Columns

​​Hosey: New closed-loop roads the path to our future

Since when was building a new road such a terrible idea?

We need roads. Without them, it would be nearly impossible to get anywhere, unless you had some sort of all-terrain vehicle, or maybe a horse.

Not only that, but building roads gives motorists more options and eases traffic congestion, at least theoretically.

With roads not only so necessary, but also so choked with traffic around here, you might think the good people of NorthPoint Development would be applauded for asking the state to go ahead and construct a new route from the site of the massive logistics complex it has planned for the south end of Joliet all the way to a proposed CSX intermodal in Crete.

But the good people of NorthPoint were not applauded. They were denied by the state and criticized by the same group that’s hell-bent on stopping them from building their monstrosity of an industrial development in the first place.

No matter how you feel about NorthPoint, whether you’re for or against them building an obscenely massive industrial complex that no one living near its proposed site seems to want, it doesn’t mean everything they’re up to is evil.

For the sake of argument, let’s say they succeed in ramming through their plan for the industrial development, and from the way East Gate Logistics Park Chicago, a company managed by NorthPoint, has been throwing money around, donating $10,000 to the campaign committee for Joliet Mayor Bob O’Dekirk in July and $5,000 to the campaign committee for Councilman Larry Hug less than two months ago, according to the Reform for Illinois Sunshine Database, you have to consider it a possibility.

Once the development is a reality it will have thousands of trucks driving in and out of it. If those trucks had a highway from NorthPoint to the intermodal in Crete, a road with no entrances or exits except for those at Points A and B, they wouldn’t pose a problem to drivers on local roads.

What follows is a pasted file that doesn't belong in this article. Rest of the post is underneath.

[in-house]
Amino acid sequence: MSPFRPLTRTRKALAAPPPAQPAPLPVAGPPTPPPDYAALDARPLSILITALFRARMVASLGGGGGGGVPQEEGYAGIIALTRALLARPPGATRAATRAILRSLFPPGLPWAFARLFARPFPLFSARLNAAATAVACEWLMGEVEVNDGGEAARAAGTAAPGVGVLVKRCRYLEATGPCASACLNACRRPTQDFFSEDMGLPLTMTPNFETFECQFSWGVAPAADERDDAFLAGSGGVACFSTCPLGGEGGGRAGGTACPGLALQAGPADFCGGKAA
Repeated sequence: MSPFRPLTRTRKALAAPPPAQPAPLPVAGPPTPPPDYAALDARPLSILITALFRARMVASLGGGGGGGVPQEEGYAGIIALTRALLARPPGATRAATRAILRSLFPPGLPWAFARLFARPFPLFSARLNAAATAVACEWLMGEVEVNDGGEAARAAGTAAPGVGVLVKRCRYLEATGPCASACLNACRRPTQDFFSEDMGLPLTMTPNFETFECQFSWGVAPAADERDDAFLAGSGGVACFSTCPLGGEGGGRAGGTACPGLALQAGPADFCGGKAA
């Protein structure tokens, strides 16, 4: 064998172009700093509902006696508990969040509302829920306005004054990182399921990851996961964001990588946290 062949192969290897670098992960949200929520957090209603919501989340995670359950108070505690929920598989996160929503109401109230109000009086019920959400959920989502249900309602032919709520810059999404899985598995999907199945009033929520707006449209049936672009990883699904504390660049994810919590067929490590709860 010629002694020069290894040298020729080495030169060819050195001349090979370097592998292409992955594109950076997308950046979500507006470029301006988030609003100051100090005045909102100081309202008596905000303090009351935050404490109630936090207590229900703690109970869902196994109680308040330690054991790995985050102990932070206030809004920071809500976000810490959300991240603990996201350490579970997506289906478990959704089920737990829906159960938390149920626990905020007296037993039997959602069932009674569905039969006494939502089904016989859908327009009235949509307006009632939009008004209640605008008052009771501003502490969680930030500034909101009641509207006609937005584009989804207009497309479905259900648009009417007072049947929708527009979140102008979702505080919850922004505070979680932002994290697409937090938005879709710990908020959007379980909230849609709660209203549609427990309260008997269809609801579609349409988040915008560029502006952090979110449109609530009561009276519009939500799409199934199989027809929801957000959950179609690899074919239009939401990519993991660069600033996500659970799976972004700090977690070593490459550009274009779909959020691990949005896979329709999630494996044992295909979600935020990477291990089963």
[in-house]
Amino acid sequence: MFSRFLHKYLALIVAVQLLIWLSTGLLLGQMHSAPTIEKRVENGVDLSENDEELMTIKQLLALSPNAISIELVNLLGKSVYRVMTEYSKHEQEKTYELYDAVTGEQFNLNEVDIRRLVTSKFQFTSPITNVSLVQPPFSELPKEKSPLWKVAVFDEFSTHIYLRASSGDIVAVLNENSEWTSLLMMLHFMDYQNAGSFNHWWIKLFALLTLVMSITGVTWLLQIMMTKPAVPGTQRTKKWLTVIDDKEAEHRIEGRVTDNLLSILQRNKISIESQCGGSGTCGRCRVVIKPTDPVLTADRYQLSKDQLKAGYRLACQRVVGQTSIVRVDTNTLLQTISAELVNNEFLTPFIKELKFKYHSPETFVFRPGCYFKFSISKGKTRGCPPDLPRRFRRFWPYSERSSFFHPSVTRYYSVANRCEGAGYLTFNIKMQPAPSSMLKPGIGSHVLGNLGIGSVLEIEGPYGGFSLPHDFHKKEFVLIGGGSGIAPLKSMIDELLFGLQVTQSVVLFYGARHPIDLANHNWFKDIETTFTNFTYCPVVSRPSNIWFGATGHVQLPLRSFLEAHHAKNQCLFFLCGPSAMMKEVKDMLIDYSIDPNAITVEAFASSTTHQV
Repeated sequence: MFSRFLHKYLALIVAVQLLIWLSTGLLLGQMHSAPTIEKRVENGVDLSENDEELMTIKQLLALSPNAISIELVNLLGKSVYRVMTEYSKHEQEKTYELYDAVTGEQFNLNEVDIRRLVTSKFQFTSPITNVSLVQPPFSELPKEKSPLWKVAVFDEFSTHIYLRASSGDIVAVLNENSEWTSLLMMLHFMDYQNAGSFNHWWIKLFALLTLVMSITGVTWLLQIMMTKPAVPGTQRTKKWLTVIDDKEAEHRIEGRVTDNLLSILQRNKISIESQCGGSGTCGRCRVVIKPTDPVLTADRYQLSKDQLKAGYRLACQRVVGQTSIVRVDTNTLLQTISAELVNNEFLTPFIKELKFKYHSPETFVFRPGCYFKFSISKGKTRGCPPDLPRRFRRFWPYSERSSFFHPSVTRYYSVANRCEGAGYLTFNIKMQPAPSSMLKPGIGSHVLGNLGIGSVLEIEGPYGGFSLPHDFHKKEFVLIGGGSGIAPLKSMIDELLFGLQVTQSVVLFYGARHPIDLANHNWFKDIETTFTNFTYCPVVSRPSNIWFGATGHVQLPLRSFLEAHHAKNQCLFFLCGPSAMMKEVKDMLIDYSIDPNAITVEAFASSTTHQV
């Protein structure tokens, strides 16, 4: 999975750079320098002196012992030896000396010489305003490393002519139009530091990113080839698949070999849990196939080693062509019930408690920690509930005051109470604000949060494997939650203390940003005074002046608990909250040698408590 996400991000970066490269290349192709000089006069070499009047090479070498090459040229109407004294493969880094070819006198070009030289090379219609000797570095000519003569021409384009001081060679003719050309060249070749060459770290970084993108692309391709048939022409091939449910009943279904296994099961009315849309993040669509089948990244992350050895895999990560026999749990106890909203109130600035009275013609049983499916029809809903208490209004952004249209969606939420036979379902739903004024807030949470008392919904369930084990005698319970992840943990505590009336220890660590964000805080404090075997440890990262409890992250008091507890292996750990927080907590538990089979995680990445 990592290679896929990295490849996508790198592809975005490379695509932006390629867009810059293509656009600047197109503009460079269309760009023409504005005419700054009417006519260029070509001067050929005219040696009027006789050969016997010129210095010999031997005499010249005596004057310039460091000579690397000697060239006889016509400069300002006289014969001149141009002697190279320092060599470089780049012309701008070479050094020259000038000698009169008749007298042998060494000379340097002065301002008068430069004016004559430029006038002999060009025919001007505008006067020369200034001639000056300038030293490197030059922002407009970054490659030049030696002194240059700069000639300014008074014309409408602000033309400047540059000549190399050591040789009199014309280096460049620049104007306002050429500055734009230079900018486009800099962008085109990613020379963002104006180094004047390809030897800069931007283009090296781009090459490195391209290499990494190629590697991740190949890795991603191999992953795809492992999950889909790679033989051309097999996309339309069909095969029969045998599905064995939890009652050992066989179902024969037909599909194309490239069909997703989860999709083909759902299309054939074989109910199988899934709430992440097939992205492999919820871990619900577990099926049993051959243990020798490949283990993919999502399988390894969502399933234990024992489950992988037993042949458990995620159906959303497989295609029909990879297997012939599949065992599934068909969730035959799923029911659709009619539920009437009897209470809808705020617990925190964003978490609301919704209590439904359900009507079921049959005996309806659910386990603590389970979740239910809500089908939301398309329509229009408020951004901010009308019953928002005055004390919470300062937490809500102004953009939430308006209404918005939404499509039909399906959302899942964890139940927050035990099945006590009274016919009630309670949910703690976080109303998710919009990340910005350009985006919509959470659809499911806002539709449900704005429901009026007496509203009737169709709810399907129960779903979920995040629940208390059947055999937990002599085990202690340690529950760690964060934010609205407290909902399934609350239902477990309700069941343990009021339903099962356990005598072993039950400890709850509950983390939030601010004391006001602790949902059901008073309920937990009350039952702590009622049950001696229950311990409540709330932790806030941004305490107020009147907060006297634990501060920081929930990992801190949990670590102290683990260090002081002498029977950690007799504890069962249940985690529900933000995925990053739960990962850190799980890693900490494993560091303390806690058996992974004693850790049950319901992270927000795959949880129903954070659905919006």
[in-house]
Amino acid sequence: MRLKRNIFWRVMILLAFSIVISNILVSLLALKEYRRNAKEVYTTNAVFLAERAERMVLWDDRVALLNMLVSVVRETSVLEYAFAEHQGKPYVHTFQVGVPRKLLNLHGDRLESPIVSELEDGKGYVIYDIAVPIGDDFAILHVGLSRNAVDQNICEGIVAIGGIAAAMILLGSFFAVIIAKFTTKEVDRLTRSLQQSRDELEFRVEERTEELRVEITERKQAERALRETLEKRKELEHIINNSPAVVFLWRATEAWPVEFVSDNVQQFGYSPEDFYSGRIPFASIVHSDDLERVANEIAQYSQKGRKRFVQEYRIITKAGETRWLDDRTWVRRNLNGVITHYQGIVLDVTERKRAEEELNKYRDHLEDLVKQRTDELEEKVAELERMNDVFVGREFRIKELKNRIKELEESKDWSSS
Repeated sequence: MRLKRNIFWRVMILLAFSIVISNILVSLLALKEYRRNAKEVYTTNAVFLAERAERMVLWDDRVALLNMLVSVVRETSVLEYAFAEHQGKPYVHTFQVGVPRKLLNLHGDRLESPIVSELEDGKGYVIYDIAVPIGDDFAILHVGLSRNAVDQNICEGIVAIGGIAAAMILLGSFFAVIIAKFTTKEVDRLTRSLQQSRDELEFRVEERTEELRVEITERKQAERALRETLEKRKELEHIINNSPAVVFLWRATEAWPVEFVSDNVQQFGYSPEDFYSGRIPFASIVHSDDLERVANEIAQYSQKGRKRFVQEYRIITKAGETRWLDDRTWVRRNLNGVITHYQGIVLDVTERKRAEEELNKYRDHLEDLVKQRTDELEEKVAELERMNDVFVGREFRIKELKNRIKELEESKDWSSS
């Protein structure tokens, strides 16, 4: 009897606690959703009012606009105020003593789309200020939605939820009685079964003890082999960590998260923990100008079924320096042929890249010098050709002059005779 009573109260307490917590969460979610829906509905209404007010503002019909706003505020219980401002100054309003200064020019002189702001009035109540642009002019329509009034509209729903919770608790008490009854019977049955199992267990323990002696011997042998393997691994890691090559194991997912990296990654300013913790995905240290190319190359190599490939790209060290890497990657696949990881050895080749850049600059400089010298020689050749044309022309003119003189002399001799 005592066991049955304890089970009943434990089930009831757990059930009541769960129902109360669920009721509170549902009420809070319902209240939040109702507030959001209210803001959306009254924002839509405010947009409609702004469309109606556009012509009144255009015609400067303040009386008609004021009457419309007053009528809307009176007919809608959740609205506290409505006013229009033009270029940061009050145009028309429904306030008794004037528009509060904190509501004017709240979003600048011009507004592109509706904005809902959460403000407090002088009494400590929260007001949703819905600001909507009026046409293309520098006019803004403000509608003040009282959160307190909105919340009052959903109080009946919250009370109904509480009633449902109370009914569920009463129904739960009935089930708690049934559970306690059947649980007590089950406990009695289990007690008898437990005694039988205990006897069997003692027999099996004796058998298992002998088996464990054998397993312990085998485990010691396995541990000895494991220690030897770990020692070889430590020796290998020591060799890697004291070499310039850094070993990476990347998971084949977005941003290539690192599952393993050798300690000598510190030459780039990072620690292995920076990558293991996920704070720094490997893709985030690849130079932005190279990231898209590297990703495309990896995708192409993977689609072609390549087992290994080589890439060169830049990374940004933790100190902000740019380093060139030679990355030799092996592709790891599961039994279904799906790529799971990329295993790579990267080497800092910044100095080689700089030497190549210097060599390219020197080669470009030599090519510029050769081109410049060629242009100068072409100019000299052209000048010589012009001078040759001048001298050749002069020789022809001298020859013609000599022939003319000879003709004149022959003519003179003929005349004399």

This imaginary road would be a “closed loop,” just like the magical closed loop the people from NorthPoint assured everyone will somehow solve all our traffic woes once they build a bridge over Route 53.

While this new road will be a closed loop, it could still be open to the public. Anyone could drive on it, so long as they want to go straight from Joliet to Crete, or the other way around, and don’t plan on stopping anywhere between.

There’s no reason to stop at one closed-loop highway either. Once they’re done with the road to Crete, they should get busy with another, this one stretching to the shore of Lake Michigan, anywhere on the shore of Lake Michigan, but the closer to Joliet the better, naturally.

With a road like that, you wouldn’t have to worry about a $1 billion pipeline or water bills tripling in the not-so-distant future. You merely have to send a parade of tanker trucks up and down the closed-loop highway, back and forth from Joliet to the lake.

God knows, we already have enough trucks scattered around town. There’s so many they even keep them at the water park these days.

Now all we need is the road, and then we’ll be getting somewhere.

• Joe Hosey is the editor of The Herald-News. You can reach him at 815-280-4094, at jhosey@shawmedia.com or on Twitter @JoeHosey.

Joseph Hosey

Joseph Hosey

Joe Hosey became editor of The Herald-News in 2018. As a reporter, he covered the disappearance of Stacy Peterson and criminal investigation of her husband, former Bolingbrook police Sgt. Drew Peterson. He was the 2015 Illinois Journalist of the Year and 2014 National Press Club John Aubuchon Press Freedom Award winner.